GREATER Manchester needs to act now and get decisions right first time if it is to become carbon neutral 12 years earlier than the rest of the UK, a new report confirms.
The region can reach its ambitious target to meet all its energy needs in a green way by 2038, but it has no room for delay or error, says the North West’s gas and electricity networks.
The report – a first-of-its-kind collaboration between Cadent and Electricity North West – reveals that to hit the target, Greater Manchester must prioritise ways to use 25% less energy, despite a growing population and economy.
However, if it can tackle energy inefficiency, ditch fossil fuel gas in favour of zero-carbon hydrogen and use green electricity generated more locally, it has the opportunity to become an ‘energy transition lighthouse’ for the rest of the UK – and beyond.
The study, which has been presented to Greater Manchester Combined Authority (GMCA), was carried out by energy experts Guidehouse on behalf of the North West’s two energy networks to inform key decisions that the region will need to make soon to meet its bold ambition.
GMCA lead for the Green City-Region, Councillor Andrew Western, commented on the announcement: “We welcome this new report as an important contribution to our plans for a carbon neutral city-region by 2038, and the detailed discussions we are having about how we will get there.
“We know that to meet our ambitious goals we will need a combination of urgent action now and preparation for the longer term.
“Achieving net zero is about reducing our environmental impact while improving the quality of life across our towns and cities, and we need to give people and businesses the confidence to invest in cost-saving energy efficiency measures and smart energy systems.
“Electricity North West and Cadent are key partners in our plans, and we are delighted that they have agreed to work with us on planning and delivering on our commitments.”
The report is published as all energy networks, supported by business leaders and unions, push for net zero to be central to the UK’s economic recovery from COVID-19.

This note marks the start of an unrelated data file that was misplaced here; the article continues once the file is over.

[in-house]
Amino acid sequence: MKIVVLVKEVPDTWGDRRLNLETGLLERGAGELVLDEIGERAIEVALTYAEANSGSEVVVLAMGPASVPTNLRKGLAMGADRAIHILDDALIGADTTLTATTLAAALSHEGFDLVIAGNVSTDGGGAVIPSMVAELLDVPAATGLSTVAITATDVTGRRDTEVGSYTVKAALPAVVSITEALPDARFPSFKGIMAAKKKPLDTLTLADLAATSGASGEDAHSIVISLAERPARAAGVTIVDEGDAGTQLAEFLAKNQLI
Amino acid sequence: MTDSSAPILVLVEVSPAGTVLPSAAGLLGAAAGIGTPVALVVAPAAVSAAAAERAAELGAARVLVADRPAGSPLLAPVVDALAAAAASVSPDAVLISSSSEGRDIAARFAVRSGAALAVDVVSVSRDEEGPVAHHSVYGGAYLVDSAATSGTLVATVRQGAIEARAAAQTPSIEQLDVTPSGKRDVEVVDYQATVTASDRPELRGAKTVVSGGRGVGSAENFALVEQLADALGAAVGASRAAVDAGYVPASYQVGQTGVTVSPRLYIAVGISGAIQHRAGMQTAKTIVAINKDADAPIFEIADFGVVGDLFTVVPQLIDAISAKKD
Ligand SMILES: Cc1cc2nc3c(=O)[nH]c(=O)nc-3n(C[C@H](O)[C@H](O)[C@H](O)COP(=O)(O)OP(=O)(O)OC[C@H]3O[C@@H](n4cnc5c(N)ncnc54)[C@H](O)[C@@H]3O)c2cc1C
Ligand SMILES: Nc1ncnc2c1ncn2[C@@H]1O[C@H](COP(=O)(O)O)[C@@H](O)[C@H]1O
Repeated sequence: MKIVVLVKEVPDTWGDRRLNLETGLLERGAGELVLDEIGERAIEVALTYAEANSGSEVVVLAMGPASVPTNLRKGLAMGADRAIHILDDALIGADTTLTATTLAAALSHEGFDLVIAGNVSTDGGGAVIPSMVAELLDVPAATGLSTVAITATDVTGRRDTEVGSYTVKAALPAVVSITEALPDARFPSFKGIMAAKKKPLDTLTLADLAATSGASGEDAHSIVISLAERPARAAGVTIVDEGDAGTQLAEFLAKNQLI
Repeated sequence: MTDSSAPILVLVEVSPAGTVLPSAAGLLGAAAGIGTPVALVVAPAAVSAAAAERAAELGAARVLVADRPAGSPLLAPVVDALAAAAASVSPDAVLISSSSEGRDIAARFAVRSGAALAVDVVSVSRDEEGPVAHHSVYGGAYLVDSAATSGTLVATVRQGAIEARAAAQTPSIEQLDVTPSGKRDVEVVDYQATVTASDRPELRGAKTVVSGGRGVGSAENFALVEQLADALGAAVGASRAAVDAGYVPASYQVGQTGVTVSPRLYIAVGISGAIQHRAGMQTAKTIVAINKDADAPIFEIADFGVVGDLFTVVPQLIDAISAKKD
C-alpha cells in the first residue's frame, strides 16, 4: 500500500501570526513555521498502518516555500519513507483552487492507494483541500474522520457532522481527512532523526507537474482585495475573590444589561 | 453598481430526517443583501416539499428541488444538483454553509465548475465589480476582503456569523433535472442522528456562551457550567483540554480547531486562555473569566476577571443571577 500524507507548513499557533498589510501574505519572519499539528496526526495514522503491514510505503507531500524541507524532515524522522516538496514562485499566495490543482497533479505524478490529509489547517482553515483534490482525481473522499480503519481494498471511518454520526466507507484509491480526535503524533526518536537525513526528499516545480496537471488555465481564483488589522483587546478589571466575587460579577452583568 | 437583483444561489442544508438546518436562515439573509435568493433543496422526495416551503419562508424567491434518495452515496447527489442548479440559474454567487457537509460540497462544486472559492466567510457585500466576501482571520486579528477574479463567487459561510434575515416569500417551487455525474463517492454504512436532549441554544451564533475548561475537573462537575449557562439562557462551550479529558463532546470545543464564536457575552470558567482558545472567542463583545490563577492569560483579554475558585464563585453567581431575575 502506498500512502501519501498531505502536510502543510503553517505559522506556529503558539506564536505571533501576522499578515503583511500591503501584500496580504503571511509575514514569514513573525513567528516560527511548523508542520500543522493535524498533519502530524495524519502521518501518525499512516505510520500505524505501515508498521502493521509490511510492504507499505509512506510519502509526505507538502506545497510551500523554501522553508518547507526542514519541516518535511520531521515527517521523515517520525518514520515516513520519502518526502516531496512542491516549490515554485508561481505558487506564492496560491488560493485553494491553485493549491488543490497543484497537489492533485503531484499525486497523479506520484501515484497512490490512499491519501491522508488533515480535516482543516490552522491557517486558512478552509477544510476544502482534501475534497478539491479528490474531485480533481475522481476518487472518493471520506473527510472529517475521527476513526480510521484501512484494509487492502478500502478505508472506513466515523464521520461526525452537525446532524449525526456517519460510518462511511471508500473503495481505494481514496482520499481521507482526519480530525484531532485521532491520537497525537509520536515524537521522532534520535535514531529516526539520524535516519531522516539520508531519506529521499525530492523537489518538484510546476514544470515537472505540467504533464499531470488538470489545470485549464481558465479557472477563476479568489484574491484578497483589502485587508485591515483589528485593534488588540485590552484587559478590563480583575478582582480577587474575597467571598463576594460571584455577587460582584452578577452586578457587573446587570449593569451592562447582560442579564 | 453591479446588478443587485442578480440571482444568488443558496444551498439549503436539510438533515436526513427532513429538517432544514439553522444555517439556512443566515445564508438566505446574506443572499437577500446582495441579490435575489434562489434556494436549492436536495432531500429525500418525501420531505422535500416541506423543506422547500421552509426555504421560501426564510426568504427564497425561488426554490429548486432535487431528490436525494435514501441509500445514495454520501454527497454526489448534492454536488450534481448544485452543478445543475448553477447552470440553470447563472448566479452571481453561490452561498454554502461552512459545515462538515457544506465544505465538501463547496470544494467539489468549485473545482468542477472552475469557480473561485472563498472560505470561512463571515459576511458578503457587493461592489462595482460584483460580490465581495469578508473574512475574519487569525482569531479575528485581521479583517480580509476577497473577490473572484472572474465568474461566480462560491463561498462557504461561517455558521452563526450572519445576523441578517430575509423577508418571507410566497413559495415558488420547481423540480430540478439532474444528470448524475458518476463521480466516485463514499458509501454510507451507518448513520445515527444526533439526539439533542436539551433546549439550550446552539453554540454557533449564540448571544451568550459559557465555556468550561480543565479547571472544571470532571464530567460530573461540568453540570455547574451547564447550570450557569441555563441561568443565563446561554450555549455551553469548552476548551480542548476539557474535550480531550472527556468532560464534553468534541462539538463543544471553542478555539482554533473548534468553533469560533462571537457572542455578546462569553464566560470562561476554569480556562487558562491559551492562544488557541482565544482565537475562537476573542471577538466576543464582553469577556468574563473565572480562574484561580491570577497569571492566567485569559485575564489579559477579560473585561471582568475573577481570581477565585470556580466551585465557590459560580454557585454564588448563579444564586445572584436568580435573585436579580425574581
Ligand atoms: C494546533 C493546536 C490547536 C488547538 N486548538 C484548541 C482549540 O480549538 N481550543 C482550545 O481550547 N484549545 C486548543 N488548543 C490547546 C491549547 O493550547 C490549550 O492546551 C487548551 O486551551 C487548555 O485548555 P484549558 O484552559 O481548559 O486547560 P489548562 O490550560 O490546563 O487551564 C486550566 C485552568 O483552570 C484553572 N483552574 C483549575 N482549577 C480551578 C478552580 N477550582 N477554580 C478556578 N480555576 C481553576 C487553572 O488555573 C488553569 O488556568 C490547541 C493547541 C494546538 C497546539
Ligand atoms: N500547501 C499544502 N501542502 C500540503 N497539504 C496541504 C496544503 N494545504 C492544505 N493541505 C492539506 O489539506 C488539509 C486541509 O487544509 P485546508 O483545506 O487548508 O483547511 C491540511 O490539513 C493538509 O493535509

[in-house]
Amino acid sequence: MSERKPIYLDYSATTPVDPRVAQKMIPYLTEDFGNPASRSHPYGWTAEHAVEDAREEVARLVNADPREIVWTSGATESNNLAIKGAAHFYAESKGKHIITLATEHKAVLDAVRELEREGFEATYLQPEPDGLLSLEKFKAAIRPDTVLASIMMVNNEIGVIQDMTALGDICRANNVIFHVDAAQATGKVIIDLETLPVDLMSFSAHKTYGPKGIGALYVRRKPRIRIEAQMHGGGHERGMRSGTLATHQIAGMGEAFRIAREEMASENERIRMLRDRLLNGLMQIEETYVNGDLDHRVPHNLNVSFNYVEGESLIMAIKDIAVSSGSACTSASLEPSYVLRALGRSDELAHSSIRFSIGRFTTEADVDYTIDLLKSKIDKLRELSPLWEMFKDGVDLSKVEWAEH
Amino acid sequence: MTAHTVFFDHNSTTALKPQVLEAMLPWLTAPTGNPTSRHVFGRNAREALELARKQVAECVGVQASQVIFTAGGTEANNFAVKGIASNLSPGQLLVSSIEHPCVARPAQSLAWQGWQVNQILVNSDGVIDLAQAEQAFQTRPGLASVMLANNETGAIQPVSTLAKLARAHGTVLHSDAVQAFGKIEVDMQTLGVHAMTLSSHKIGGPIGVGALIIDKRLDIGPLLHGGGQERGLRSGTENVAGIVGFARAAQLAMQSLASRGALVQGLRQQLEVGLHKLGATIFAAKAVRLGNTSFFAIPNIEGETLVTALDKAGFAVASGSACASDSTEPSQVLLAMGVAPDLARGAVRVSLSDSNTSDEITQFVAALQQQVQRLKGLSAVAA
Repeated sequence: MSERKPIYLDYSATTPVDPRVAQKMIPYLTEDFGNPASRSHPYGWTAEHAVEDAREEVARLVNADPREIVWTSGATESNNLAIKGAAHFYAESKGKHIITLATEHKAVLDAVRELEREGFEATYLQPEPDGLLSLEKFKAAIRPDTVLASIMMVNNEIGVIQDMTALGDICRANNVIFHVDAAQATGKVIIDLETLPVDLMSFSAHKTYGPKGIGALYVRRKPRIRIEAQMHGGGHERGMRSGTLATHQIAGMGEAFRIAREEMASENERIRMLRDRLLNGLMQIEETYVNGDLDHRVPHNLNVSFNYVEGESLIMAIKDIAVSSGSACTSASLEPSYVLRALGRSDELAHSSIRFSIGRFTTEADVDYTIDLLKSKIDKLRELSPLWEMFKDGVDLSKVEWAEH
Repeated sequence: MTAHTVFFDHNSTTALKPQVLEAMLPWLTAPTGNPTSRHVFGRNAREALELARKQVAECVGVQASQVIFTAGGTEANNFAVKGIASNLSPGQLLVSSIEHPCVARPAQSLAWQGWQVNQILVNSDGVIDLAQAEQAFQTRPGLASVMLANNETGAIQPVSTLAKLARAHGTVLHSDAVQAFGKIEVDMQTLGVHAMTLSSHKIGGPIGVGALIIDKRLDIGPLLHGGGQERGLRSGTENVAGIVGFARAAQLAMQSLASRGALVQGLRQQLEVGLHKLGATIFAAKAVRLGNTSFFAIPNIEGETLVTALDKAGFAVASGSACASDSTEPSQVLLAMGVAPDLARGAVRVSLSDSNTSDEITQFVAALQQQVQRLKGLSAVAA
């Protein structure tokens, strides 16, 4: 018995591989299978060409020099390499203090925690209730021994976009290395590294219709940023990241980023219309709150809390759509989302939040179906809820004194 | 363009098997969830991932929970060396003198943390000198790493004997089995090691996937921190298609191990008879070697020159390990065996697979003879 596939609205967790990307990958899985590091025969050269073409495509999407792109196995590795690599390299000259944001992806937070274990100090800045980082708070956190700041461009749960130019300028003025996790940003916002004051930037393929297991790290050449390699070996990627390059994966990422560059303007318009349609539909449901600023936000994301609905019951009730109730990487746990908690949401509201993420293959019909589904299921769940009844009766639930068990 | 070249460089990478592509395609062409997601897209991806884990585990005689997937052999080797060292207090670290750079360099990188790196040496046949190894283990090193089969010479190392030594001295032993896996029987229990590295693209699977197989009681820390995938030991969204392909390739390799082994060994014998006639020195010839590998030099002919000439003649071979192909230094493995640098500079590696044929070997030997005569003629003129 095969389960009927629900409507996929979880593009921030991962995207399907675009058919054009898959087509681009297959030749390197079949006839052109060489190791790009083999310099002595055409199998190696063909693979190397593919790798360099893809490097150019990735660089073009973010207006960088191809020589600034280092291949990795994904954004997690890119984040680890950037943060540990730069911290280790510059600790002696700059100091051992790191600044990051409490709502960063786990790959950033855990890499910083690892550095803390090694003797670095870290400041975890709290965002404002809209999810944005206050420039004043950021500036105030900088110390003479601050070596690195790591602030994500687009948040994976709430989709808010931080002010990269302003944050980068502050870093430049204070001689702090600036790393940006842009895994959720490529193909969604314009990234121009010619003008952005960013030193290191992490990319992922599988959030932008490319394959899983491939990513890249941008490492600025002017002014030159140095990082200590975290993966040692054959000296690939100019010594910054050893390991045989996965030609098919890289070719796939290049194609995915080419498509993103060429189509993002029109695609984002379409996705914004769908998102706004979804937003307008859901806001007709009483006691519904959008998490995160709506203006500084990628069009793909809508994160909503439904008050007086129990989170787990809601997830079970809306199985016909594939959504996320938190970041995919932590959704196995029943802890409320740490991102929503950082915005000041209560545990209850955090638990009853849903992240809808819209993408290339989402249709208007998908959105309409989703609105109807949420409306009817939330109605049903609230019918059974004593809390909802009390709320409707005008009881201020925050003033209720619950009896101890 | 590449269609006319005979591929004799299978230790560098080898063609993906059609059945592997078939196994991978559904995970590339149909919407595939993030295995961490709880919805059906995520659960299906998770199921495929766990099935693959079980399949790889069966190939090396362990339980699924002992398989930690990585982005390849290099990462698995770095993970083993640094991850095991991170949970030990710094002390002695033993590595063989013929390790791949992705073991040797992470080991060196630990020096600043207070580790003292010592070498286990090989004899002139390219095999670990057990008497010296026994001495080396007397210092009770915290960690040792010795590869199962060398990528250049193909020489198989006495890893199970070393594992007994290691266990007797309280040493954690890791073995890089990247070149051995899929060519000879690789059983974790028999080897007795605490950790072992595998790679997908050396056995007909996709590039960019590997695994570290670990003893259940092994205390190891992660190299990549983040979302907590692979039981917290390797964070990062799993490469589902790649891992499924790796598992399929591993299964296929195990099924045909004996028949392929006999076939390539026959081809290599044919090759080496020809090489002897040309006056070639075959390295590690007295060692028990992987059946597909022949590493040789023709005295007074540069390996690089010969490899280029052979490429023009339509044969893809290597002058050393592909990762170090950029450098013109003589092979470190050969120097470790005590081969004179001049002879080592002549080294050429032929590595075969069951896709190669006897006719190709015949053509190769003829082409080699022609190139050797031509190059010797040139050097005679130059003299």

They point to a wide range of green projects poised ready to go, just waiting for the right policy framework and political backing.
Forecasting that energy demand in GMCA’s 10 districts could drop from 52 terawatt hours (TWh) now to just 39TWh in 2038, the report sets out a four-phase journey, each phase lasting four to five years, that will navigate the region towards its goal.
Dr Angela Needle, Director of Strategy at Cadent, commented on the collaboration: “We need to get this right first-time if Greater Manchester is going to be carbon neutral by 2038 and this report shows it can be done.
“We know we can bring the hydrogen needed, but that needs action now – at local and national government level – to back very deliverable projects like HyNet North West.
“The Committee on Climate Change says that hydrogen is critical to UK achieving net zero. It is going to play a key role in the trickiest areas to decarbonise, heat and heavy transport.”
A huge push will be needed to improve energy efficiency in both domestic and industrial or commercial buildings, as well as accelerating initiatives to get people out of their cars in favour of walking, cycling and public transport.
The transition to electric vehicles is expected to double peak demand for electricity, with almost half of all GMCA’s energy demands being met by electricity in 18 years’ time (18.7TWh). As a result, the network will need ongoing investment to increase capacity.
However, more of that electricity will need to be generated locally, including a bigger role for rooftop solar PV panels, onshore wind and biofuels.
More than 100,000 public charging points for electric vehicles will also need to be installed.
The report says that in the most likely scenario green gases such as hydrogen will feature large in 2038 Greater Manchester (14TWh of its total energy).
Already being adopted by countries across the world, hydrogen is planned be produced in large volume on Greater Manchester’s doorstep by the mid-2020s.
It can then be delivered by a new pipeline into the city and wider region. This is part of a UK-first project, backed by Cadent, called HyNet North West – offering reliable, on-demand and carbon neutral heat for homes and industry.
Electricity North West’s strategic decarbonisation manager, Helen Boyle, added: “As we reduce the amount of energy we need overall, demand for electricity is set to increase as people change to electric vehicles from petrol and diesel ones.
“This report shows how electricity and potentially hydrogen will replace natural gas to get us to net zero.
“In 2019 we launched our ‘Leading the North West to zero carbon’ plan, committing £63.5m to decarbonise our own operations and help colleagues, businesses and customers to do the same.
“This new report shows how the whole of Greater Manchester can reach net zero but it isn’t easy.
“It requires investment, continued joined-up thinking and quick action.”